Jazz just got bigger in Delhi!
Almost a kilometer long queue of cars parked on the street and uncountable heads covering 6 acres of lush green Nehru Park, with eclectic jazz music wafting in the air was the scene at the second day of the 3-day Delhi Jazz Festival, reports Jonathan Vikram Pradhan.music Updated: Mar 19, 2012 01:47 IST
Almost a kilometer long queue of cars parked on the street and uncountable heads covering 6 acres of lush green Nehru Park, with eclectic jazz music wafting in the air was the scene at the second day of the 3-day Delhi Jazz Festival.
A guest band who opened the day's act was a group of young Delhi jazz musicians who called themselves the Sold Out band. Their clean and groovy music set the mood for the evening and was definitely an inspiration for Delhi jazz music enthusiasts.
Second up was the Dini Virsaladze quartet from Georgia. Dinara (Dini) Virsaladze, who led the band, is a famous Georgian pianist with a vast experience of playing at concerts big and small. The band comprised of David Masteranov - a guitarist known for his work with Tamaz Kurashvili jazz band (1981-1985), Levan Deisadze on the bass and Nika Abashmadze on the drums. They together performed some of Dini's compositions, such as Voyage, Smiling Face and Umbrella. Dini's creative and delicate moves on the piano and David's Allan Holdsworth-styled guitar riffs along with the bass and drums backup gave a restrained yet melodious texture to the numbers. Levan's punchy bass slaps left the audience gasping!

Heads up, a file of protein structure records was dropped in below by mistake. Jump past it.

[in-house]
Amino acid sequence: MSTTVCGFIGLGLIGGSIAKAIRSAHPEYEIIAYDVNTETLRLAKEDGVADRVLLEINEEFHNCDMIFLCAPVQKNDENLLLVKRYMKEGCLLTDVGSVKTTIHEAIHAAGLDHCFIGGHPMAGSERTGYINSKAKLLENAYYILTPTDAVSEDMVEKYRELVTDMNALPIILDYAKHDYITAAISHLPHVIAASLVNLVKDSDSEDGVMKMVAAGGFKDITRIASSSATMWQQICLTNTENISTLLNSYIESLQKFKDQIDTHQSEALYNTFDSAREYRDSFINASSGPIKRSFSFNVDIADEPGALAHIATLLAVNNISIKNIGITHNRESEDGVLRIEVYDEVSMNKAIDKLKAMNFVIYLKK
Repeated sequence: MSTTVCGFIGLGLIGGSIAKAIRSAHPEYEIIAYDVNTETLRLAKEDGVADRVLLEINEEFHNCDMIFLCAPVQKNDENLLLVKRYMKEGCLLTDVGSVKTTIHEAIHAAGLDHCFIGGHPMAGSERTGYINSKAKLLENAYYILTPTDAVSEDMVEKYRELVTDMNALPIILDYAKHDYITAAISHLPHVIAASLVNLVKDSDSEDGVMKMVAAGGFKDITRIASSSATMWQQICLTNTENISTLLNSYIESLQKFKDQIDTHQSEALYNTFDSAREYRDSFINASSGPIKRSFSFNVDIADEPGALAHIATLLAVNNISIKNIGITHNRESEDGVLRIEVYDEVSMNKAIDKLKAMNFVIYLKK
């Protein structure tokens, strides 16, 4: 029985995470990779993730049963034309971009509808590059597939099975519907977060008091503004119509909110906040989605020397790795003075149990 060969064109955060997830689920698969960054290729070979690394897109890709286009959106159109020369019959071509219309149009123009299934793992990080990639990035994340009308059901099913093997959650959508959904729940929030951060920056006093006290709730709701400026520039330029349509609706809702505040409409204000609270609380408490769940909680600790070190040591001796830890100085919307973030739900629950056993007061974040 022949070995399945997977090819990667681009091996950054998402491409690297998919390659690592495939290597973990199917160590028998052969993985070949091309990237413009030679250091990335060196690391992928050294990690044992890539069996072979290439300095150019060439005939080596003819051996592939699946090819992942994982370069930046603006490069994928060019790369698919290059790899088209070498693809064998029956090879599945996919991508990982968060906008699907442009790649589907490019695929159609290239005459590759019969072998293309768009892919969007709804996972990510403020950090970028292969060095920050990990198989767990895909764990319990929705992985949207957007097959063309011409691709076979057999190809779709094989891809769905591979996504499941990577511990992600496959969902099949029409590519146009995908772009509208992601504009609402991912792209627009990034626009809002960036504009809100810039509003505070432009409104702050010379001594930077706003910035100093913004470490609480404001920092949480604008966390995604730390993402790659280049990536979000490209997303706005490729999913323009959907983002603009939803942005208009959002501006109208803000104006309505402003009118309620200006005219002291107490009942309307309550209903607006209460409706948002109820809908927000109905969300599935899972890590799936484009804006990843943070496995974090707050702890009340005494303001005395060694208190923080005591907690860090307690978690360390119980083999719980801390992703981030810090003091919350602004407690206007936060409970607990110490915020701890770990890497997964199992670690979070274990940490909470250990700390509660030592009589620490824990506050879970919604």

The next band was Moonarra from Bengaluru, comprising of Jagadeesh M.R (Guitars, Oud, composer), Madhuri (singer/songwriter), Prakash Sontakke (slide guitar, Hindustani vocals), Karthik Mani (Percussionist/ Drummer) and Wilson Kenneth (Electric bass). Their music was a rich fusion of jazz, Carnatic and Indian classical music, which was a never-heard-before experimental music which they have developed into smooth flowing sound over the years. Prakash Sontakke, who has a rich Hindustani music background, played out melodies from his Hindustani hawain slide guitar that wove into a fine tapestry of sound. Their rendition of the 'Vande Mataram' was totally out of the world!
The final act of the day was by Eol Trio of France. This amazing three-piece sound machine comprised of Denis Girard (pianist and keyboard), Laurent David (bass guitar) and Xavier Girard (drums). They called their music "progressive jazz rock," and their inspirations varied from Led Zeppelin, E.S.T (Esbjörn Svensson Trio, jazz band from Sweden), Medeski & Wood, Emerson Lake & Palmer to name a few. If you thought some strange buzzing sound as that of a loosely fitted electric plug was coming out from their music, you would be forgiven because that's just what Xavier would be creating using his Kaoss pad (an effects processor for audio and musical instruments) to blend it with the piano and bass melodies. Their music was a breath of fresh air. And some of the grey-haired ladies in the audience were seen grooving to their new beat. "Our music can be enjoyed by kids to the grandfather," said Denis when I asked him to sum up their kind of music. No wonder the Delhi audience couldn't just get enough of these awesome threesome! Grab their albums Mr K and band-name titled album End of Line. It's a musical treat you wouldn't want to miss.
Denis and Xavier (brothers) have been composing since their early teens. You can check out http://www.facebook.com/EOLTrio for updates of their acts.
The last day of the festival (18th March) will feature bands from Germany, Mexico and Spain.
The Delhi Jazz Festival was started in 2011 by the Indian Council of Cultural Relations in collaboration with Seher in an attempt to bring together Jazz musicians from different countries on one platform.